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Tuesday, 22 June 2021
Page: 10


Senator SHELDON (New South Wales) (12:56): I rise to support the Fuel Security Bill 2021. Securing Australia's fuel supply is essential for our national economy and our national security. We need a secure supply of fuel to keep planes in the air and trucks on the road. We need a secure supply of fuel to keep our regions connected with our capital cities and to make sure that Australians can buy essential goods like groceries and hopefully—one day, in the not too distant future—get a Pfizer vaccine.

Twenty years ago, eight Australian oil refineries met almost our entire domestic demand for refined fuel. Today we import more than 90 per cent of our refined petroleum. Unfortunately, that appears to be a recurring story with the Morrison government and matters of national sovereignty and security. This government has largely given up on the domestic fuel refining industry, just as it has given up on domestic shipping fleets. Whereas some 30 years ago we had 100 Australian-flagged vessels with Australian crews, paying Australian taxes and complying with Australian laws, we now have just 13. And whereas 20 years ago we had eight Australian oil refineries meeting almost our entire domestic demand, we now have just two oil refineries in Australia, and we import more than 90 per cent of our refined petroleum. It's a shameful outsourcing of Australia's national security. It's a shameful outsourcing of Australia's national sovereignty. And it's a shameful outsourcing of thousands of good-paying, skilled Australian jobs—the sorts of highly skilled, specialised technicians that Australia will need as it transitions to new sources of energy. To send so many of these jobs overseas is a short-sighted act of economic vandalism.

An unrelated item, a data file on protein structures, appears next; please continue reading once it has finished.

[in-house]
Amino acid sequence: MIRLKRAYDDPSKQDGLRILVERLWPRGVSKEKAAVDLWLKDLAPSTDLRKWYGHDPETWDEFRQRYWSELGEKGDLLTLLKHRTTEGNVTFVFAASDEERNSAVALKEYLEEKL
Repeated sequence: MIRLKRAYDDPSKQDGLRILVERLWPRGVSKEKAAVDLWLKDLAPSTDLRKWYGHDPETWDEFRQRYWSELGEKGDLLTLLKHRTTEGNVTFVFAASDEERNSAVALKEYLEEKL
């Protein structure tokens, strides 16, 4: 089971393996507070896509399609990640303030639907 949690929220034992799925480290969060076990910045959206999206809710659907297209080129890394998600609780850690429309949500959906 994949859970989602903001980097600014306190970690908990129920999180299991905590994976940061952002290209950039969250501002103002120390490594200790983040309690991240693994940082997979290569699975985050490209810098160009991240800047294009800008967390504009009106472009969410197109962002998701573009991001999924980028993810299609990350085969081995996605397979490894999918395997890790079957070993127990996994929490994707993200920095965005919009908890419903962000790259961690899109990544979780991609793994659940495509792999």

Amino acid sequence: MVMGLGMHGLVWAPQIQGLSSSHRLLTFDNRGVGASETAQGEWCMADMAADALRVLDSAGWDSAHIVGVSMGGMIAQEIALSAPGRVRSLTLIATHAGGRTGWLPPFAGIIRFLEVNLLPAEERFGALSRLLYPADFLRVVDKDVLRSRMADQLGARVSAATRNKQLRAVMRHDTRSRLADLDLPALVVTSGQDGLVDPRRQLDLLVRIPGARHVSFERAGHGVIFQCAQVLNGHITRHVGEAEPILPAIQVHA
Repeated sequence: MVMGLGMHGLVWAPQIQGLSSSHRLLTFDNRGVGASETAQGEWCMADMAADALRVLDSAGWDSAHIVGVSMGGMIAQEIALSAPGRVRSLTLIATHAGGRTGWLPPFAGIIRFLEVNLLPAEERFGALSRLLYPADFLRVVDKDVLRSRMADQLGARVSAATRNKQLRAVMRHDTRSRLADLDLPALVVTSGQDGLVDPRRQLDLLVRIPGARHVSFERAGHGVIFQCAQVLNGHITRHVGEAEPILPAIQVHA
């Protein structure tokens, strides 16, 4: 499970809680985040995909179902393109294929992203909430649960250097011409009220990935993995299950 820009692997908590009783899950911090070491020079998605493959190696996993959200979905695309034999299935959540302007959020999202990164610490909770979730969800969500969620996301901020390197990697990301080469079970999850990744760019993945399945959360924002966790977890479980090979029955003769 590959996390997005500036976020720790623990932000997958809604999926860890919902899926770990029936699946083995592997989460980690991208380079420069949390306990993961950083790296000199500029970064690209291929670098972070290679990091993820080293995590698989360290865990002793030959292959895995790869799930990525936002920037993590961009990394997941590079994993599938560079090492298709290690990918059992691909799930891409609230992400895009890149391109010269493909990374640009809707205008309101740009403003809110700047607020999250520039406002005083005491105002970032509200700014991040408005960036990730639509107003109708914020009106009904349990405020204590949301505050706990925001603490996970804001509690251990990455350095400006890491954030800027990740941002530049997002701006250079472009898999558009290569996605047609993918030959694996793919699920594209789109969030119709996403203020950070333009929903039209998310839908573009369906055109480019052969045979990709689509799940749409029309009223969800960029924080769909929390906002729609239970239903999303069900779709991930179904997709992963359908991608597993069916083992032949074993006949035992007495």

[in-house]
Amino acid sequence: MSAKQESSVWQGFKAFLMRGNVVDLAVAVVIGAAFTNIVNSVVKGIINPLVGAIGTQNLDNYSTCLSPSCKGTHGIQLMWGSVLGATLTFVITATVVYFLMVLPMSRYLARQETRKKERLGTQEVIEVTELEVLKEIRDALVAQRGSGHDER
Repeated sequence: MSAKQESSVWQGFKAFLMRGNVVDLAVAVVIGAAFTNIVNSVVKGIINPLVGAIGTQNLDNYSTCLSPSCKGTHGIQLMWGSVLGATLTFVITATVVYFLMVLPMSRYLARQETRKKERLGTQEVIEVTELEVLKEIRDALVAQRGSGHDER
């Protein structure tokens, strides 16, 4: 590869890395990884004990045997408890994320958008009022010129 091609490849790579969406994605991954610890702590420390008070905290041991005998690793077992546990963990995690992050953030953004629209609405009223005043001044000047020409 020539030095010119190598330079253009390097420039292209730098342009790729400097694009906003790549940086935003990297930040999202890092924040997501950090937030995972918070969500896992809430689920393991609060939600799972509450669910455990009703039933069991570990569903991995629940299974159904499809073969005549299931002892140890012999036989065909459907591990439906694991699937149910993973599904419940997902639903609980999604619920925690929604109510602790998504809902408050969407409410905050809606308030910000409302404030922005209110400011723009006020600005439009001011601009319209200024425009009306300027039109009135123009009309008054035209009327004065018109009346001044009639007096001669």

This piece of legislation is long overdue. I want to particularly note the efforts of the Australian Workers Union, which, for many years, has pushed for support for our fuel refining industry, for refinery workers and for our fuel security.

In 2015, the Senate Standing Committee on Rural and Regional Affairs and Transport produced a report, Australia's transport energy resilience and sustainability. It recommended that the government undertake a comprehensive review of Australia's fuel supply and fuel security. That was six years ago. It took the government three years to finally announce, in 2018, that it would actually do this review. The interim report on liquid fuel security was delivered to the government over two years ago, in April 2019. We still haven't seen the final report, which was due in late 2019. The interim report identified a number of steps the government could and should have taken two years ago. The report identified our serious noncompliance with international energy obligations for domestic fuel stocks. We are required to have a domestic fuel stock of 90 days to protect ourselves against global and domestic oil shocks. We weren't compliant then, and we're not compliant now. In fact, today, we have only 58 days of fuel reserves in Australia. This is still 32 days short—more than a month short—of the bare minimum 90-day target. We're still far below the target. That interim report referred to us as an outlier in our cavalier approach to fuel security. Just as with coastal shipping, just as with maritime crew visas, the Morrison government loves to take liberties with our national security when it comes to fuel reserves.

It's taken six years to finally get to this bill. Australia has suffered through three Liberal prime ministers and four deputy prime ministers to get this far. Australia has also suffered through a series of abject marketing stunts dressed up as announcements. This is where the government's ineptitude really shines. On 22 April 2020, the minister for energy issued a media release titled 'Australia to boost fuel security and establish national oil reserve'. The announcement, said the government, was to purchase two days of cheap fuel—just two days worth, when we are 32 days below our target. It gets better. If you read a few paragraphs down, it turns out that the fuel is being stored 14,000 kilometres away in the United States. The Morrison government's bright idea to protect our fuel security is to store our emergency fuel reserves on the other side of the world. Retired Air Vice-Marshal John Blackburn summed it up well. He referred to it as an 'opportunistic marketing stunt'. He then delivered one of the bluntest indictments of government policy you'll ever see. He said: 'You don't get improved domestic fuel security by buying oil and sticking it in America. It's really that simple.' The Morrison government went back to the drawing board.